A prospective client may assume that a financial advisor, when giving advice, is acting in their best interest.
Indeed this prospective client may have heard the word FIDUCIARY Financial Advisor bandied about by talking heads and journalists in the financial media and that is now a Rule of Law. For an independent fee-only Financial Advisor (RIA), being a fiduciary will matter a great deal to your ideal client and can be a key if not prerequisite selling point. But they may not grasp the full meaning and intent.
Positioned right, being a fiduciary can be a major point of differentiation from broker/dealers claiming to be financial advisors, but who are associated with vertically integrated brokerage firms that sell products with ‘hidden fees’.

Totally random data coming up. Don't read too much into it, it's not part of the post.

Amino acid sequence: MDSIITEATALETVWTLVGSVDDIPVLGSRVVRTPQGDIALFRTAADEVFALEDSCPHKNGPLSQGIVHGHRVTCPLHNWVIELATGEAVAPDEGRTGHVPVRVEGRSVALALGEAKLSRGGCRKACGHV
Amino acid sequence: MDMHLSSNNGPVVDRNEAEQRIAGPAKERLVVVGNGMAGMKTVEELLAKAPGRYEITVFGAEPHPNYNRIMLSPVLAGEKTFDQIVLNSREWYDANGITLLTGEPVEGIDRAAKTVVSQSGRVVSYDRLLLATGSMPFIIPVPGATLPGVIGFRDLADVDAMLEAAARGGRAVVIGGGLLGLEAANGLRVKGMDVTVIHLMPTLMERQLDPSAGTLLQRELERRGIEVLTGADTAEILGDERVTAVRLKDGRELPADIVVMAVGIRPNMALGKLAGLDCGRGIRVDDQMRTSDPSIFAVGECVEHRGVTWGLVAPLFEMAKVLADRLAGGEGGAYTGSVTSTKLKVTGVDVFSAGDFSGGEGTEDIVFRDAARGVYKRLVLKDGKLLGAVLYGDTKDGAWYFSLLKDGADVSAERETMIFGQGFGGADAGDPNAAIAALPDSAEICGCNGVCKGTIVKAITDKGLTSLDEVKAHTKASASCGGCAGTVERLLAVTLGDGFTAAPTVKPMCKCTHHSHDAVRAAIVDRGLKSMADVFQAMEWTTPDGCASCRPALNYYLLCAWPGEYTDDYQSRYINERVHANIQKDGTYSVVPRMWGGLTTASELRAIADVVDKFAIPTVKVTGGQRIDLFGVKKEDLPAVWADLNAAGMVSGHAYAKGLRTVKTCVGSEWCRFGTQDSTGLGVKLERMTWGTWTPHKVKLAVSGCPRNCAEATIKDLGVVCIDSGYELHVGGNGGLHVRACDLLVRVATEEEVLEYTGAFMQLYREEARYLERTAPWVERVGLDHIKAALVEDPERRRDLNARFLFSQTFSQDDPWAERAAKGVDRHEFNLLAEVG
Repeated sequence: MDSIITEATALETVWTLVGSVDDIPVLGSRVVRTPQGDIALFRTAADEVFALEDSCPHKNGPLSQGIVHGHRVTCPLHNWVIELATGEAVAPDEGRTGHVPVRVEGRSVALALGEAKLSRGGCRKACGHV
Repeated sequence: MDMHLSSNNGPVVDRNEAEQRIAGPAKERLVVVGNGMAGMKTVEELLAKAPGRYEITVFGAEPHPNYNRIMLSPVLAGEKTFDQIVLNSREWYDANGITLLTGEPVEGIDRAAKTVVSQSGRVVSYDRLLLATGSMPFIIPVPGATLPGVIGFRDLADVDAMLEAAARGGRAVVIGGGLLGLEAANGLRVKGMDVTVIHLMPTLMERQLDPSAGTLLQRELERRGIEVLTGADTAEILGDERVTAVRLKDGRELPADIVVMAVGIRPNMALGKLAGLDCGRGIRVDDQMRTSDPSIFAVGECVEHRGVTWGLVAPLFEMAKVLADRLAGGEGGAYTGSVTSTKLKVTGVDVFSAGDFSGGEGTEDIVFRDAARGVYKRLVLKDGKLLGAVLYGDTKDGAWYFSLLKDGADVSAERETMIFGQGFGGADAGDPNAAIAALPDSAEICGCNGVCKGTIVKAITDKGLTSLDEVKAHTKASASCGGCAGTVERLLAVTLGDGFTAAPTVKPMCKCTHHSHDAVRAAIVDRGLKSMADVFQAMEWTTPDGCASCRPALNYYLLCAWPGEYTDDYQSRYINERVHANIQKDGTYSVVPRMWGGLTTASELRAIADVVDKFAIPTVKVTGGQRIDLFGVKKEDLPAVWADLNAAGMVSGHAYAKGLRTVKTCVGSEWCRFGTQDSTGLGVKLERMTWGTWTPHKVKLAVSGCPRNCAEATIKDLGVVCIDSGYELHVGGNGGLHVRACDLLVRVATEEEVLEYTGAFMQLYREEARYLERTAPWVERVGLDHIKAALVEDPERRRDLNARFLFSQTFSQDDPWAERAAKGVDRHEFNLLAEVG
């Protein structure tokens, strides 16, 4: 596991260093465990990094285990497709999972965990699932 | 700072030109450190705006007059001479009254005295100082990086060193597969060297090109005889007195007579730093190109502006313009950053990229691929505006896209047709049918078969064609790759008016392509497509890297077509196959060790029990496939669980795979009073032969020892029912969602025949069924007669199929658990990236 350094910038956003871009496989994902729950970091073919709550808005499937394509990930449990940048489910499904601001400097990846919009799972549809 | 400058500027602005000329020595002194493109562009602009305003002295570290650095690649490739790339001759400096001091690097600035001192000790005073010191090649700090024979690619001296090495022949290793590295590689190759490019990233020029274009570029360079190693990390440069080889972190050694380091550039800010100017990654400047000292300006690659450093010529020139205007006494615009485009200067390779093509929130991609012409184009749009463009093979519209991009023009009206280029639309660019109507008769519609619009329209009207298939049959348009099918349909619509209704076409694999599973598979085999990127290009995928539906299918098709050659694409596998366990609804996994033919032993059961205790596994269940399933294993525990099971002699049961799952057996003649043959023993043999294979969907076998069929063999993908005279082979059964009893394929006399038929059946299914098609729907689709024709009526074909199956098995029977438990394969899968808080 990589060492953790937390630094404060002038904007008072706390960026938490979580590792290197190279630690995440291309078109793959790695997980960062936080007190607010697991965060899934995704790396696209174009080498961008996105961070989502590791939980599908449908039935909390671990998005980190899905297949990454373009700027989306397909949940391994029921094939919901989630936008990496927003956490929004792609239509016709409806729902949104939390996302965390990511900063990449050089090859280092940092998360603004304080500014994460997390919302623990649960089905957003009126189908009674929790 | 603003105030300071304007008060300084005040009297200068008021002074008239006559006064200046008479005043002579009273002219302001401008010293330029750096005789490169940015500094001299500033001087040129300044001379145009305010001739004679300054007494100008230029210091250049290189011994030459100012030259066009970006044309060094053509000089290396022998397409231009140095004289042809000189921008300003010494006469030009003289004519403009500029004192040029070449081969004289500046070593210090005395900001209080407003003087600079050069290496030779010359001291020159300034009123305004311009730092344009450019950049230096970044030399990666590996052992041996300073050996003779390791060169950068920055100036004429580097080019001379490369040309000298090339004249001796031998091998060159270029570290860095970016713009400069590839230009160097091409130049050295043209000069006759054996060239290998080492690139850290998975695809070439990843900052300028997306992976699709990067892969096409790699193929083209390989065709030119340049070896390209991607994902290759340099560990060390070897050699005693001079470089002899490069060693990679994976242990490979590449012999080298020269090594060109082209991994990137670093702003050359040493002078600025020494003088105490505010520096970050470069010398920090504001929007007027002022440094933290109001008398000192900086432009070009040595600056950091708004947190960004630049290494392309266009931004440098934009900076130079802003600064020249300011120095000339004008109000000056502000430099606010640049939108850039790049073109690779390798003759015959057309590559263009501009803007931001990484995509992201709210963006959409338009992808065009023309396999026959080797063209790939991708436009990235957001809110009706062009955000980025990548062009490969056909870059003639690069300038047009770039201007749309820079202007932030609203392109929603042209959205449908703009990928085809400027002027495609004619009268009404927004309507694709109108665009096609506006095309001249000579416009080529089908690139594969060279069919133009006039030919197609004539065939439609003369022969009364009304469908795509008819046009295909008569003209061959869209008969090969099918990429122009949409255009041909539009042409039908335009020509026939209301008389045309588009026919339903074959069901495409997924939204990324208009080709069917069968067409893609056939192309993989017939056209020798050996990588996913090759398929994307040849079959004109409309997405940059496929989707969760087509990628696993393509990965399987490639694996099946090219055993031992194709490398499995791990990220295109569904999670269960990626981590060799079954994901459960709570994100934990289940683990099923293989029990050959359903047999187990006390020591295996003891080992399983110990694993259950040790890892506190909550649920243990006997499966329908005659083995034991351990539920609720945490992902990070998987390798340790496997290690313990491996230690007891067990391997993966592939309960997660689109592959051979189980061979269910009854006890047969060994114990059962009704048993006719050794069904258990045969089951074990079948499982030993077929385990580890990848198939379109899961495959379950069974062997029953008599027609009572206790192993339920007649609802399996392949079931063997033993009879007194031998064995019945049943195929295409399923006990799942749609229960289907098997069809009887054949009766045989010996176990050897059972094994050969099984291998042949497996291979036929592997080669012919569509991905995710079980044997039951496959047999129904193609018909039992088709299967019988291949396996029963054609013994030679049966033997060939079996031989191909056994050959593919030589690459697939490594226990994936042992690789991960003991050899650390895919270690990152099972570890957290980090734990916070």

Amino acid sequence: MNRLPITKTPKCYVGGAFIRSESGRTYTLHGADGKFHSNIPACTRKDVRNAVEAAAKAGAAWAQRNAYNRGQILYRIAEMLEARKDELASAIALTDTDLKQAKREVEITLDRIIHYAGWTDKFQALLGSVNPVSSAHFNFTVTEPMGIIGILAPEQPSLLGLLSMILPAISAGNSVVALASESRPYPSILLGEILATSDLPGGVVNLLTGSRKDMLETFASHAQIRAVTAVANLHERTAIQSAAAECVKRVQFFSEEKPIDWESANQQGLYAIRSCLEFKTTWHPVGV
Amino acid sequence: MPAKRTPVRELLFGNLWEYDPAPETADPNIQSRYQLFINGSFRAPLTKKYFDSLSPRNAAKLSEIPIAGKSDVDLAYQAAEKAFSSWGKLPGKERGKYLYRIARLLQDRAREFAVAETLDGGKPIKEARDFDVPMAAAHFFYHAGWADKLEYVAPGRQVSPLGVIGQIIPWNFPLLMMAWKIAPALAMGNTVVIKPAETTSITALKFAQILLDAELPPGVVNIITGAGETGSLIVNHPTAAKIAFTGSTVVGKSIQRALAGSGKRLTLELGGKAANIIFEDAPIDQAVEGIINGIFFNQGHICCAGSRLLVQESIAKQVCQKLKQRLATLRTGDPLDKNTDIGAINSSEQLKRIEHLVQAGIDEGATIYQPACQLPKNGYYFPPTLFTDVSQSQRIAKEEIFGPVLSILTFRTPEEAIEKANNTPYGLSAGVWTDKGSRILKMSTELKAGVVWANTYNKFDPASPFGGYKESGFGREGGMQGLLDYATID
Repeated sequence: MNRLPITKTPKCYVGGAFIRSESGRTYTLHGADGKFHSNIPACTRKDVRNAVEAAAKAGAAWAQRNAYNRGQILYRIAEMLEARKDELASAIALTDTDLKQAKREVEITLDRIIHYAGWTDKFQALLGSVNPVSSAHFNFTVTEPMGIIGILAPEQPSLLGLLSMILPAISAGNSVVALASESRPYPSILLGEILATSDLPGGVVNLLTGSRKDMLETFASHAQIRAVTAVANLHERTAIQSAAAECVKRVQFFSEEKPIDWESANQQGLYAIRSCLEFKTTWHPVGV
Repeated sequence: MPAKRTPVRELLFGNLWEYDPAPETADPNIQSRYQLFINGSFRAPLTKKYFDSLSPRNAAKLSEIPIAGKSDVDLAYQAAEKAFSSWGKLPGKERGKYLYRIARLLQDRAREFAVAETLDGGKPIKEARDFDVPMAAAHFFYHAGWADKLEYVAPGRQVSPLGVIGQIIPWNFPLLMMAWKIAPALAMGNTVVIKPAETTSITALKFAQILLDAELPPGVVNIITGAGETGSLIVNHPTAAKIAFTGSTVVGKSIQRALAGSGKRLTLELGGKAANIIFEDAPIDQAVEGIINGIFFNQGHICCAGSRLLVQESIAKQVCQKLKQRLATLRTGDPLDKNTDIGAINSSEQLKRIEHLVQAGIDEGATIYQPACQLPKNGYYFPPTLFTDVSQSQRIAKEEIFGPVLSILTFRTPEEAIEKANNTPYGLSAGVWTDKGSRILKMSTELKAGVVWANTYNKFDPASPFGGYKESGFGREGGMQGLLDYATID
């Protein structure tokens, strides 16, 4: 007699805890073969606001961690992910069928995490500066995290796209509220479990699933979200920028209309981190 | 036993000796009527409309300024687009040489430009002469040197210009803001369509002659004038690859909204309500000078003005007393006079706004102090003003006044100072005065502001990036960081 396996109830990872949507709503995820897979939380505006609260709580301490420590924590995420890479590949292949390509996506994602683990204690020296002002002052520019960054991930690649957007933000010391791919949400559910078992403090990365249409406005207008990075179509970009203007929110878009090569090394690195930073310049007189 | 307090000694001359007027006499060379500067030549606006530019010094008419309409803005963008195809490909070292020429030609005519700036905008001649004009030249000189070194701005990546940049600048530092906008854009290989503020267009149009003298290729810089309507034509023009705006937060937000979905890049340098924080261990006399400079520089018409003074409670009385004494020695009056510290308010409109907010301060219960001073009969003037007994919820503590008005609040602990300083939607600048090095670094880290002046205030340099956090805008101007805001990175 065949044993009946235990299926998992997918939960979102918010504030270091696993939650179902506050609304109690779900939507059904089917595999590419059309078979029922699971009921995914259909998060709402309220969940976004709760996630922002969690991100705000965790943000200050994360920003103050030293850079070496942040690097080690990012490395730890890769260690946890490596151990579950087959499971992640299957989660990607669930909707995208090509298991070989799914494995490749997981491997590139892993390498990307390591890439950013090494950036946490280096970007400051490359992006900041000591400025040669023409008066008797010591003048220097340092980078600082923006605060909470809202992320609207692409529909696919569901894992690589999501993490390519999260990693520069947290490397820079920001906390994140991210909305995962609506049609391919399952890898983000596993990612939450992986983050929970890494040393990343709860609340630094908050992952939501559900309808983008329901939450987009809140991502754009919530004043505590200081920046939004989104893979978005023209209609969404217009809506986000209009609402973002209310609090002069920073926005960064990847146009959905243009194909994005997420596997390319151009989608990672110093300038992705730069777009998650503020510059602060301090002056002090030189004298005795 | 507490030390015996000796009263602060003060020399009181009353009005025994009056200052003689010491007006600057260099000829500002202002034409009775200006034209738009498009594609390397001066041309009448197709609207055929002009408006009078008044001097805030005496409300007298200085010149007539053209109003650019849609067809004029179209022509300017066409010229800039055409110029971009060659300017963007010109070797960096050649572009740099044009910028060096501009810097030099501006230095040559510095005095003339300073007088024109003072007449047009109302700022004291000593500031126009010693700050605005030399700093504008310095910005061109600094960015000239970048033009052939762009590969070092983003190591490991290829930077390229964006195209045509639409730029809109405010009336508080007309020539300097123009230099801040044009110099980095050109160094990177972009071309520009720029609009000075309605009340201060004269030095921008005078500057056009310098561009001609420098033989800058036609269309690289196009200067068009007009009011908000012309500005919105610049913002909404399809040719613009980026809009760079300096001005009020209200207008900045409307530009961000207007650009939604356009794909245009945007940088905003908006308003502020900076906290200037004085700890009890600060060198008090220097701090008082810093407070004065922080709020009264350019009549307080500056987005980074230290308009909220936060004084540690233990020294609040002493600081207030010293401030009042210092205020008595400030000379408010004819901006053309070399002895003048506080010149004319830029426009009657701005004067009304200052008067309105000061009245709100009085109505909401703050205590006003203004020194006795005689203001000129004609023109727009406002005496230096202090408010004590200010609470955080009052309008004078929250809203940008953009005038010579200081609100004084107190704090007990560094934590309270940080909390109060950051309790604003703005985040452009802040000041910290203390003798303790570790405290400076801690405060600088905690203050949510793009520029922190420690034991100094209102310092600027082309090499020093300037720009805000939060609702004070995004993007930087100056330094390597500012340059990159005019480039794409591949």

One advisor quoted in the article in a recent New York Times article said “The fiduciary rule ultimately comes down to the fact that some people are making a lot of money at the expense of other people who have no idea how much their adviser is getting paid.” A video from a large independent advisor, compares butchers and nutritionists. Butchers push meat. Nutritionists advise you what to eat, because they have the best interests of the client at heart. The latter is the fiduciary. A Revenue Architects client says, “the professional fiduciary is expected to perform and advise you based on your best interests, even if it comes into conflict with the advisor’s own interests.”